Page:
Maintaining the status quo at NOAH in the face of budget shortfalls would call for significant cuts in existing services, according to a statement by Alan Levine, M.H.S., M.B.A., secretary of the state's Department of Health and Hospitals, justifying the decision. The state's plan shifts funds to expand local clinics, outreach teams, and other community-based systems of care and would also provide transportation to Mandeville for hospitalized patients' families, he said.

NOAH's vulnerability probably arose because it was to be reopened in stages after Katrina, said Potash. Not enough beds were put back into service to bring the per-bed cost down to expected levels, so the per-bed cost remained high.

Families of NOAH patients have filed suit to block the move, but the case won't be heard for several months.

"Both sides are genuinely concerned with the mental health of New Orleans' citizens, but they have different views on meeting those needs even with the financial constraints of the recession," said Potash, who favors keeping NOAH open. "But I haven't heard any clinical arguments for closing NOAH, only financial ones."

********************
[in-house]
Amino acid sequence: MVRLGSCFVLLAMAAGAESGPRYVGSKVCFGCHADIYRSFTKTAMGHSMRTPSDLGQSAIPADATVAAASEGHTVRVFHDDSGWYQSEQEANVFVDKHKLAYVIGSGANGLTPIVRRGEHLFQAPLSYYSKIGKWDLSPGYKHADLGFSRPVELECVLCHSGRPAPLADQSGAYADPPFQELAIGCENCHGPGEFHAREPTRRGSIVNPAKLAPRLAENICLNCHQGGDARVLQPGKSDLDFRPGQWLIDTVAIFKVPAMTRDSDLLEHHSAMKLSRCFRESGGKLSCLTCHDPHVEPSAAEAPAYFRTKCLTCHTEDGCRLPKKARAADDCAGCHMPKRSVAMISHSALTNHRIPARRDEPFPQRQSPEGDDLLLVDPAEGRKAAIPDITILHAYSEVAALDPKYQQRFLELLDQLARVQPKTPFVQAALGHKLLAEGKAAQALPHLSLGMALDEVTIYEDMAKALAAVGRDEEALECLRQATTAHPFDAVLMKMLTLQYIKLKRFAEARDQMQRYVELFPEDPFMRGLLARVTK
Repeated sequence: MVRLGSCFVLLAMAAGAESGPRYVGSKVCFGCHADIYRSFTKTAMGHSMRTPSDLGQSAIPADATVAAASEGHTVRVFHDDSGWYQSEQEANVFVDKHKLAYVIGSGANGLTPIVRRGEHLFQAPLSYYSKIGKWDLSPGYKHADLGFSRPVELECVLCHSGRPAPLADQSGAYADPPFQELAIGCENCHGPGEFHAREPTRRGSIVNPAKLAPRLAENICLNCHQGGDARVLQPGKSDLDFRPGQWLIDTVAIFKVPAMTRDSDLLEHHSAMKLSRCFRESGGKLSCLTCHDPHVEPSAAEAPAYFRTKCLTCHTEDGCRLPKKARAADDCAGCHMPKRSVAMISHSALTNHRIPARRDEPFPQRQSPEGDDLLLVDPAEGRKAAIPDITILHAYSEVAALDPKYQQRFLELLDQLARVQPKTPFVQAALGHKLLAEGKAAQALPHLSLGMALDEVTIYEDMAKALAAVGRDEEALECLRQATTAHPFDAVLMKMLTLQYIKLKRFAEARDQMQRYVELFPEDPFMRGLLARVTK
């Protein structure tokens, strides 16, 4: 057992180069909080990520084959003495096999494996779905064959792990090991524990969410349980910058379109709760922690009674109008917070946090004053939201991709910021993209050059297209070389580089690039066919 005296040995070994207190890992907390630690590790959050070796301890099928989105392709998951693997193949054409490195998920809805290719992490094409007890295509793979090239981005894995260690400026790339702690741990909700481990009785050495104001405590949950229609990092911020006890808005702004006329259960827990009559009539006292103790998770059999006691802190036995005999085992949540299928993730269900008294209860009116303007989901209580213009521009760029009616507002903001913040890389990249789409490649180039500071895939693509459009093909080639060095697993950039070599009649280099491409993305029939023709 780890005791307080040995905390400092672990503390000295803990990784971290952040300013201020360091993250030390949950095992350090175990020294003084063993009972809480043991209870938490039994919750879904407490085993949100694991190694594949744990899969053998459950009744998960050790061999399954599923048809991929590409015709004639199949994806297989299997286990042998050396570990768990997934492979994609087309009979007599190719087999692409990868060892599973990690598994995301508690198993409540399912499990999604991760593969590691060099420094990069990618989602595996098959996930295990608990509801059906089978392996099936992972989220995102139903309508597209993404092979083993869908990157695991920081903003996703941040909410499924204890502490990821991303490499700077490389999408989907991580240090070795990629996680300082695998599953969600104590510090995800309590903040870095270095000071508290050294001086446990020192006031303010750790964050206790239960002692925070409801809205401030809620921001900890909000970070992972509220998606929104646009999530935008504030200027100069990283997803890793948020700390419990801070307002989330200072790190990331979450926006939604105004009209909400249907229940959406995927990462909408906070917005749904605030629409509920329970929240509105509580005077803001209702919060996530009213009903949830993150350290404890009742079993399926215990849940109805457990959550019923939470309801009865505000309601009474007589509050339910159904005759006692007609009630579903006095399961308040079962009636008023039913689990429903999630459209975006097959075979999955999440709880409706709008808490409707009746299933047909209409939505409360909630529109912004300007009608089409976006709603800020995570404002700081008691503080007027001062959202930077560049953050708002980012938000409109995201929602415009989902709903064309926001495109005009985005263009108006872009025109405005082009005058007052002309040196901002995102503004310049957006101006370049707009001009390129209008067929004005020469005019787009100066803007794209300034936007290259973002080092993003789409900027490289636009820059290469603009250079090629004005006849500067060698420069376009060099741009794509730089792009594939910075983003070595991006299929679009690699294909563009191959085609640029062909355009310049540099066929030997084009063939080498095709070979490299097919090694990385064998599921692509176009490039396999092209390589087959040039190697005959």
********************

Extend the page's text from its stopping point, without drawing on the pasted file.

Some psychiatric beds remain in the city, primarily at the LSU Interim Hospital at DePaul, formerly operated by Tulane University.

Whether anyone can make a success of expanded community-based treatment is open to question, given the past failures of such ideals in the United States, said Potash. "To do it right, you would need a period of overlap with both in- and outpatient services, see if the outpatient services succeed, then phase out the inpatient services," he said.

That test won't be carried out in New Orleans, since NOAH has closed, but the outcomes will be watched closely.

"Barriers to Mental Health Services for Children Persist in Greater New Orleans, Although Federal Grants Are Helping to Address Them" is posted at<www.gao.gov/new.items/d09563.pdf>.